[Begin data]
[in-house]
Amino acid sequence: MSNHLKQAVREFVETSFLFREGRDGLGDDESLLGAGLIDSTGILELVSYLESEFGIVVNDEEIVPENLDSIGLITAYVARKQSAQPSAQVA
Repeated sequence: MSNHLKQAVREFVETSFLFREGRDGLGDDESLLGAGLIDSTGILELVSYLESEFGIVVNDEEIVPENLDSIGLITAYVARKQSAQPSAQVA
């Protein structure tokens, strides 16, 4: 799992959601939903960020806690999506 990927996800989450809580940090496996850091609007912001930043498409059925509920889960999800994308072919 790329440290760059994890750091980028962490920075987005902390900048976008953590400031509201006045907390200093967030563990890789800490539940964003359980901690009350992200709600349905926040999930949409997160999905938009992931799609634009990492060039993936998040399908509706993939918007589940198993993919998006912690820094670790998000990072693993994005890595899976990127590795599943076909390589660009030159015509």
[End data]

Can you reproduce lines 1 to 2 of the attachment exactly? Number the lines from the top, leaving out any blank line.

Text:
[in-house]
Amino acid sequence: MSNHLKQAVREFVETSFLFREGRDGLGDDESLLGAGLIDSTGILELVSYLESEFGIVVNDEEIVPENLDSIGLITAYVARKQSAQPSAQVA